Inglehart’s theory expects there to be a lack of environmentalist values in developing countries. Price explains that for the majority of these countries, “concern about employment, infrastructure, services and political repression takes precedence over environmental activism” (1994:42). Moreover, it has been implied that individuals can only have environmental concerns when they can afford to. For instance, Bramwell claims that “only the maligned Western world has the money and the will to conserve the environment” (1994:208). Regarding developing countries, it is suggested that survival prioritises over quality of life issues and these countries usually have fewer environmental concerns due to an absence of awareness or a lack of money to invest in environmental protection (Guha & Martinez-Alier, 1997:xiv). Beckerman suggests that developing nations are too engaged with economic and physical survival to be concerned with the environment (1974:89).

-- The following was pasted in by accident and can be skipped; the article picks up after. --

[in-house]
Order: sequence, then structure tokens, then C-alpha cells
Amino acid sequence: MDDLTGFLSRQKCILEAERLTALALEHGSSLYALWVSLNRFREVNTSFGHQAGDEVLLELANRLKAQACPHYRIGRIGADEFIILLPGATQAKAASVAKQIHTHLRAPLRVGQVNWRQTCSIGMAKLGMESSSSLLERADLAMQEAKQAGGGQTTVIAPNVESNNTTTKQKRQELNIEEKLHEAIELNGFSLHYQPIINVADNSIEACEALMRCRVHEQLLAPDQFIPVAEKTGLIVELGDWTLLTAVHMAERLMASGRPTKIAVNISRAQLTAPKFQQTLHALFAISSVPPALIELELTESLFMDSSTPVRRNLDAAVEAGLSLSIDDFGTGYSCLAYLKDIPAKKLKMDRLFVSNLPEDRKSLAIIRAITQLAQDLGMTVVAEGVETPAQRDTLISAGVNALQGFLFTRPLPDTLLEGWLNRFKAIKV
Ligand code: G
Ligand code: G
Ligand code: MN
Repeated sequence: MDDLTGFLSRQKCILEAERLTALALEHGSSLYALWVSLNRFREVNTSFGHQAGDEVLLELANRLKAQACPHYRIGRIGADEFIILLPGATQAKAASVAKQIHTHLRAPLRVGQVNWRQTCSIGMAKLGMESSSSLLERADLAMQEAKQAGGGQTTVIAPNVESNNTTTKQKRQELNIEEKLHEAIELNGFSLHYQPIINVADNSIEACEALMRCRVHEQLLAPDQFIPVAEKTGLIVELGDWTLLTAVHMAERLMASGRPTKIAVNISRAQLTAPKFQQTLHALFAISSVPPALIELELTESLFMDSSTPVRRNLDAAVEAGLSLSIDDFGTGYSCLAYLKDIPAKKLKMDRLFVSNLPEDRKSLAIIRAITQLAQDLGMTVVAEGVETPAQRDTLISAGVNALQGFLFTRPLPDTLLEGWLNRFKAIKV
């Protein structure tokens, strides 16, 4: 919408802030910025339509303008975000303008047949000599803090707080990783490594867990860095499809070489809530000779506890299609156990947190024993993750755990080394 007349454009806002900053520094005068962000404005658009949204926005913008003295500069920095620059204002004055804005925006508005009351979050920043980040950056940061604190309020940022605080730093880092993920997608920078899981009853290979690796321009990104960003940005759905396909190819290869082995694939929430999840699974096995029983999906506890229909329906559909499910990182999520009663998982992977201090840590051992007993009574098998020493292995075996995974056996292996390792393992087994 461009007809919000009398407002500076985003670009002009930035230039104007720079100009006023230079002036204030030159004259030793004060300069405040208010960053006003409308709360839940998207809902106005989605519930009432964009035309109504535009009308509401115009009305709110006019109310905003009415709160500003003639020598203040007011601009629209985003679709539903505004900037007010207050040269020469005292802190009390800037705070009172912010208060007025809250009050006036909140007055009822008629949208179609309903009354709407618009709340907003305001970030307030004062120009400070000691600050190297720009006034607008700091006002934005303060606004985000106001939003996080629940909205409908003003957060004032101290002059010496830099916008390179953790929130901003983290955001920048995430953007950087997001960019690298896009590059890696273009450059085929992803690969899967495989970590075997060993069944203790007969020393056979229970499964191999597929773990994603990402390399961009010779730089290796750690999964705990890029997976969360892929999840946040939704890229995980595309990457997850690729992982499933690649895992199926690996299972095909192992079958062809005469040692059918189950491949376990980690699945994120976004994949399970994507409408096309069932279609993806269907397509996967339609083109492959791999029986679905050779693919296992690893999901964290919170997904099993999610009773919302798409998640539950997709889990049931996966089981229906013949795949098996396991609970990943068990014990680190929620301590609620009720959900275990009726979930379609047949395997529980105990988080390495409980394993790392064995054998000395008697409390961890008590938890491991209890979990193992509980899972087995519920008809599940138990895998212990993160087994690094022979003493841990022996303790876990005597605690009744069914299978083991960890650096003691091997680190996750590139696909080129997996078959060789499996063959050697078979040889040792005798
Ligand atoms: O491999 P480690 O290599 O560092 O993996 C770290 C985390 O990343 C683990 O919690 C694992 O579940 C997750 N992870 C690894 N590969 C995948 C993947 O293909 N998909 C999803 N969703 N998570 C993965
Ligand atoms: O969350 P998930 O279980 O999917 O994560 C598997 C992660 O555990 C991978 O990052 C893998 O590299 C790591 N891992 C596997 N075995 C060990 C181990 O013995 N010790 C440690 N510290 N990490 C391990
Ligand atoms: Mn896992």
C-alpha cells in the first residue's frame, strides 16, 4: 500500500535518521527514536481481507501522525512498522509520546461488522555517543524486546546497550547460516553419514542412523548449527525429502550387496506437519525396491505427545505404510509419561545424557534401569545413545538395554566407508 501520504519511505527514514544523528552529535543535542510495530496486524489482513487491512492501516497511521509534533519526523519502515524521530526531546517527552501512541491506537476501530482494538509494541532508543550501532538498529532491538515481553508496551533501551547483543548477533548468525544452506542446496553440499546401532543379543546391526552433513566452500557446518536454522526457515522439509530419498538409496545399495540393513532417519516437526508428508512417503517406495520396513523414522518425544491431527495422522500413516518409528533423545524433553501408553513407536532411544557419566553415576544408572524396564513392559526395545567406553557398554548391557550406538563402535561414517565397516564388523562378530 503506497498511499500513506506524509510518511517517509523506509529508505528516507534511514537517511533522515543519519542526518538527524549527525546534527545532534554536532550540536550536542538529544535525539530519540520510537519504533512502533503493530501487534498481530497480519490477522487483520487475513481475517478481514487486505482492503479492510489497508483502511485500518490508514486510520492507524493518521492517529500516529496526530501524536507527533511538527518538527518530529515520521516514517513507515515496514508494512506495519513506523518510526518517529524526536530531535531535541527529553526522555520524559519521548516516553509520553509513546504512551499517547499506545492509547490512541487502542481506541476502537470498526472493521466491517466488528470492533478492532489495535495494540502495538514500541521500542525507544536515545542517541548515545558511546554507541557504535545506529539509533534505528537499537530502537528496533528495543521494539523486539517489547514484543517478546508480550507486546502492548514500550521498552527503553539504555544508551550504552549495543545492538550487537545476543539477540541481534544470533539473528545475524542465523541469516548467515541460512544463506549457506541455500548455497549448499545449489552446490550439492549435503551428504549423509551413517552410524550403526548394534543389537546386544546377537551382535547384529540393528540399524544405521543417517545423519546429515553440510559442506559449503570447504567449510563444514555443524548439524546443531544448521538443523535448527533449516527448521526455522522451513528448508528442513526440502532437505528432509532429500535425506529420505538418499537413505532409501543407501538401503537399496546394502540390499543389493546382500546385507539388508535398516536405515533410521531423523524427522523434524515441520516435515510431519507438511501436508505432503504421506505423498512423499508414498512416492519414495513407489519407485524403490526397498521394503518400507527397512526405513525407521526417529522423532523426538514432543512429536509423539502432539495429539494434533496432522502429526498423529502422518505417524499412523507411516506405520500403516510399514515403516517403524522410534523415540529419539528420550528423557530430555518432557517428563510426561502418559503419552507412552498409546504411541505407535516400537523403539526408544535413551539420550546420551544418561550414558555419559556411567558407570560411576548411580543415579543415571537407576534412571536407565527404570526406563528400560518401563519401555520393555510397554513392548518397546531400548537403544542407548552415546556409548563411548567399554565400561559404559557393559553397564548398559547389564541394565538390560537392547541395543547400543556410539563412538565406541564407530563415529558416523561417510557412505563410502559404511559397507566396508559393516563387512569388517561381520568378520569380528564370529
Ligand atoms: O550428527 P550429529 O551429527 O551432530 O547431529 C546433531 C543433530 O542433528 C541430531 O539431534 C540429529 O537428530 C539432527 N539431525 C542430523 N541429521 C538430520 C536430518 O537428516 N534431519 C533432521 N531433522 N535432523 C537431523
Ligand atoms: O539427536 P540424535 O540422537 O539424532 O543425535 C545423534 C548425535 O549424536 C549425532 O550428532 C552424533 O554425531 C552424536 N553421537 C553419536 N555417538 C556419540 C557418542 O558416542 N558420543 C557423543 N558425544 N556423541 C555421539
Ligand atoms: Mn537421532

Studies have taken place to provide evidence of the rise in environmentalist concerns in post-materialist societies. Abramson and Inglehart (1995:136) analysed intergenerational attitude changes over time by examining a representation of 70% of the World’s population using World Values Survey data. Other analyses such as that of Weier’s Latin American research, affirm that affluent countries have greater financial resources to support post-material, environmental values (Weier, 2008:92). These studies infer that post-materialist concern for the environment is a deep rooted phenomenon. Inglehart’s theories were validated by Lowe et al.’s empirical evidence which shows that environmental movements follow periodic economic stability (1980:27).